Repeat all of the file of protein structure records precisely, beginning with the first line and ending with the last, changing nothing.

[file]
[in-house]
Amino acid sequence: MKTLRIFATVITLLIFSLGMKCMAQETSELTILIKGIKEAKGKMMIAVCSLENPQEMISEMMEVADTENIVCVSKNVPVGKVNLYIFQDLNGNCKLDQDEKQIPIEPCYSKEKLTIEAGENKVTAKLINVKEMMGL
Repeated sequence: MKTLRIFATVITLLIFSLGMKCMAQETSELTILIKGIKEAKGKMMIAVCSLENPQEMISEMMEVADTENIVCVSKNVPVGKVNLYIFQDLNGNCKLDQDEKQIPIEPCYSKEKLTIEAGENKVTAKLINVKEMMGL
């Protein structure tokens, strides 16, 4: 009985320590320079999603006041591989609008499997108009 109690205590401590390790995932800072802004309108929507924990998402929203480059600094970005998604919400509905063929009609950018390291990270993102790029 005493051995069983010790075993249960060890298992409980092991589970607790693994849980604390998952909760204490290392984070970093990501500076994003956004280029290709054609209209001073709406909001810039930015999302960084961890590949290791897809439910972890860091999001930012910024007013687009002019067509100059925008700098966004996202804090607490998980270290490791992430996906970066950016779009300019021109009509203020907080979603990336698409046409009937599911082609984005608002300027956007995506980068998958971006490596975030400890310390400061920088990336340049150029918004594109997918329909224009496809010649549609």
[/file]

[in-house]
Amino acid sequence: MKTLRIFATVITLLIFSLGMKCMAQETSELTILIKGIKEAKGKMMIAVCSLENPQEMISEMMEVADTENIVCVSKNVPVGKVNLYIFQDLNGNCKLDQDEKQIPIEPCYSKEKLTIEAGENKVTAKLINVKEMMGL
Repeated sequence: MKTLRIFATVITLLIFSLGMKCMAQETSELTILIKGIKEAKGKMMIAVCSLENPQEMISEMMEVADTENIVCVSKNVPVGKVNLYIFQDLNGNCKLDQDEKQIPIEPCYSKEKLTIEAGENKVTAKLINVKEMMGL
């Protein structure tokens, strides 16, 4: 009985320590320079999603006041591989609008499997108009 109690205590401590390790995932800072802004309108929507924990998402929203480059600094970005998604919400509905063929009609950018390291990270993102790029 005493051995069983010790075993249960060890298992409980092991589970607790693994849980604390998952909760204490290392984070970093990501500076994003956004280029290709054609209209001073709406909001810039930015999302960084961890590949290791897809439910972890860091999001930012910024007013687009002019067509100059925008700098966004996202804090607490998980270290490791992430996906970066950016779009300019021109009509203020907080979603990336698409046409009937599911082609984005608002300027956007995506980068998958971006490596975030400890310390400061920088990336340049150029918004594109997918329909224009496809010649549609």